Hogue’s L–29 Ballista was closely matched heading into the final heat with another L–29 flown by Peter Stavrides. The two were separated by a fraction of a second going into the race and were running neck and neck in the third lap. Rounding a gate, Hogue eased out of the roll and began to climb, which the announcers remarked as unusual. Suddenly, the L–29 stopped climbing and rolled right, veering away from the course, then back to the left, but the nose had dropped and the jet maintained a shallow descent, left wing low, into the ground.
“We can confirm that during the Jet Gold Race on the third lap there was a fatal incident at Outer Pylon 5 today,” the Reno Air Racing Association wrote in a statement posted on social media. “There will be an investigation conducted by the NTSB (National Transportation Safety Board) and the FAA (Federal Aviation Administration). All other pilots landed safely and race operations for 2022 have been suspended.”
The “world’s fastest motorsport,” as the long-running event is billed, is not new to tragedy. In 2014, USA Today reported that “in the 51-year history of the Air Races, 19 pilots have died during racing.” Others have lost their lives preparing to race, including Sherman Smoot, a race pilot who was killed during a test flight on September 2. Race aircraft were decorated this year with tributes to Smoot.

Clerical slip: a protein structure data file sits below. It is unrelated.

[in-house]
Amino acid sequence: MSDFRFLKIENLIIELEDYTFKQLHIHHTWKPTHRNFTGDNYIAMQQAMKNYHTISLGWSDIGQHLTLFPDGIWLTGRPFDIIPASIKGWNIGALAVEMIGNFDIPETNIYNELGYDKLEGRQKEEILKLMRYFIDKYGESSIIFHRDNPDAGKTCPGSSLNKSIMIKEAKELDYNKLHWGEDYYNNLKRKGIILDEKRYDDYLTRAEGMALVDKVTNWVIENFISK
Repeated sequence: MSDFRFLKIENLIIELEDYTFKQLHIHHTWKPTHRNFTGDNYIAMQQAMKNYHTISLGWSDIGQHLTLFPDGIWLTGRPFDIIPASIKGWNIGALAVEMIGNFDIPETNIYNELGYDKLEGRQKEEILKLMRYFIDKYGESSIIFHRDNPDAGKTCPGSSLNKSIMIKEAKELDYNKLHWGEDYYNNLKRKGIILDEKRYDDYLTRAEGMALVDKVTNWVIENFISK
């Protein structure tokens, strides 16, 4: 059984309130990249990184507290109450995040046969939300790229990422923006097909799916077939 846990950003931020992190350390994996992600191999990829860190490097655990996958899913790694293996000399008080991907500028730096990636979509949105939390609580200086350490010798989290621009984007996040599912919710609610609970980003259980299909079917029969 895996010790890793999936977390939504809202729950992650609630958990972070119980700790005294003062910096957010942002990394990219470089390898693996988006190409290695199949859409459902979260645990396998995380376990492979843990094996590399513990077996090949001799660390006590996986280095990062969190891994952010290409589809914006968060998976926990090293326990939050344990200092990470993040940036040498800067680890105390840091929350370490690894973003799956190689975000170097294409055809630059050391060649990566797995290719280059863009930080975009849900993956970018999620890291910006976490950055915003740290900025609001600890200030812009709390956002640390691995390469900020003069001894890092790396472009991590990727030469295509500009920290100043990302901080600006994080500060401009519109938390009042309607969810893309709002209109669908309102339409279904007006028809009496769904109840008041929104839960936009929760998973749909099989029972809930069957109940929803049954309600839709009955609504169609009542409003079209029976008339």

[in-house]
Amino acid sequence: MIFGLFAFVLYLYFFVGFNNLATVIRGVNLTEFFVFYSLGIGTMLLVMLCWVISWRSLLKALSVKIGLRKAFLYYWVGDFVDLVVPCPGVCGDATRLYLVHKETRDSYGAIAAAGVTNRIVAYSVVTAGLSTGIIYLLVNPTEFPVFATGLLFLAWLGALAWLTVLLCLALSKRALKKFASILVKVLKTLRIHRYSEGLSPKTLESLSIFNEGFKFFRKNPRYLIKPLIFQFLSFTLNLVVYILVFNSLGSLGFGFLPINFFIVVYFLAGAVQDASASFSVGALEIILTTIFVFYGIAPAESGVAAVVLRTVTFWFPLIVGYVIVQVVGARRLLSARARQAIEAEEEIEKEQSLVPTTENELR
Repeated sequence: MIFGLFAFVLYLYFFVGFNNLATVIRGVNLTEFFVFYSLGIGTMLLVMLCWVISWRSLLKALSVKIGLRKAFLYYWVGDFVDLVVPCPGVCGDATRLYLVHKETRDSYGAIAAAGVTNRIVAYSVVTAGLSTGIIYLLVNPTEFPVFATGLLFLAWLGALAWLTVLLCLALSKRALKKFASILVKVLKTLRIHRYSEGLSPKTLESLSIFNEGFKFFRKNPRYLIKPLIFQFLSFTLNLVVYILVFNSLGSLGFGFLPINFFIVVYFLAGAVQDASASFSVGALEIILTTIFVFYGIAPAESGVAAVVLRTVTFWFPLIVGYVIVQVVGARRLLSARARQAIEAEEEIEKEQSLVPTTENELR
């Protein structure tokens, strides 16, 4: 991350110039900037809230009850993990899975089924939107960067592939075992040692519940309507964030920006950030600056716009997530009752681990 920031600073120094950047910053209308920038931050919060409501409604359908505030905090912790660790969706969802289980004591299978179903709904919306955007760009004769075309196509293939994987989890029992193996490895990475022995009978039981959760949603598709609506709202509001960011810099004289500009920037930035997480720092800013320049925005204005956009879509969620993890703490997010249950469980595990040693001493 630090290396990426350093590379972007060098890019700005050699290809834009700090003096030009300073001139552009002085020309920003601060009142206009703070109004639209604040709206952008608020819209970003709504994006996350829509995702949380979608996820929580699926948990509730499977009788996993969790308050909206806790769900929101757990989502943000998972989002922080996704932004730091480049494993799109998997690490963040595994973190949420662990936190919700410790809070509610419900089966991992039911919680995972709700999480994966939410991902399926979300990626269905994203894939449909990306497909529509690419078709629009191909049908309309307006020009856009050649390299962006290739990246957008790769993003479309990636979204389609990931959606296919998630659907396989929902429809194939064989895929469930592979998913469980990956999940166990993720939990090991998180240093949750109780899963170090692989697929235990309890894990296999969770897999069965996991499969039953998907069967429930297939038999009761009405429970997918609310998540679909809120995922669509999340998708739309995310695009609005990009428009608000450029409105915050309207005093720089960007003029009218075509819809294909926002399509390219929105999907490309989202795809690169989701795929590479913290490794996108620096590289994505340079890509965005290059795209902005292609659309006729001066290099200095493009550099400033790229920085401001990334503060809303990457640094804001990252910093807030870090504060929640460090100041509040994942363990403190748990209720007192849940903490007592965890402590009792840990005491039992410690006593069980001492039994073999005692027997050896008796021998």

The deadliest event occurred in 2011 when air race pilot Jimmy Leeward and 10 spectators were killed after Leeward’s highly modified North American P–51D Mustang Galloping Ghost crashed into the crowd after a trim tab failure made the aircraft impossible to control.
The devastating end to the 2022 races topped an already disappointing week due to a low spectator turnout as well as low visibility from wildfire smoke.
“We can’t see the pylons a quarter mile in front of us,” said Unlimited Gold Hawker Sea Fury race pilot Bernie Vasquez. “It’s one thing to go out there and qualify like that by yourself…but if we’re going to have six airplanes all in the same area going for the same pylon, it’s just not safe.”
Despite smoke being in the forecast and the overall risky nature of the sport, Vasquez says he keeps coming back to Reno because “it’s like a family reunion. I’m 43 years old, I’ve been doing this for 25 of those 43 years so these people are as close to me as my family, family.”
Another group of longtime air race supporters and spectators are Reno locals Peggy and Jeff Kreck. “The first race we came to Bob Hoover started it. It was so cool hearing him say, ‘Gentlemen we have a race’… and I just love the noise.”
Although the future of the races may be uncertain, air race pilots are looking forward to seeing the next generation take flight at Reno. “We’re bringing up a whole new generation now,” said Vasquez as he watched young Owen Swager pedal away in his Dreadnought pedal plane. “I’m no longer a kid in this, I’m now one of the old guys, I’m not taking it very well, but it is what it is. There’s a whole new generation we’re looking at.”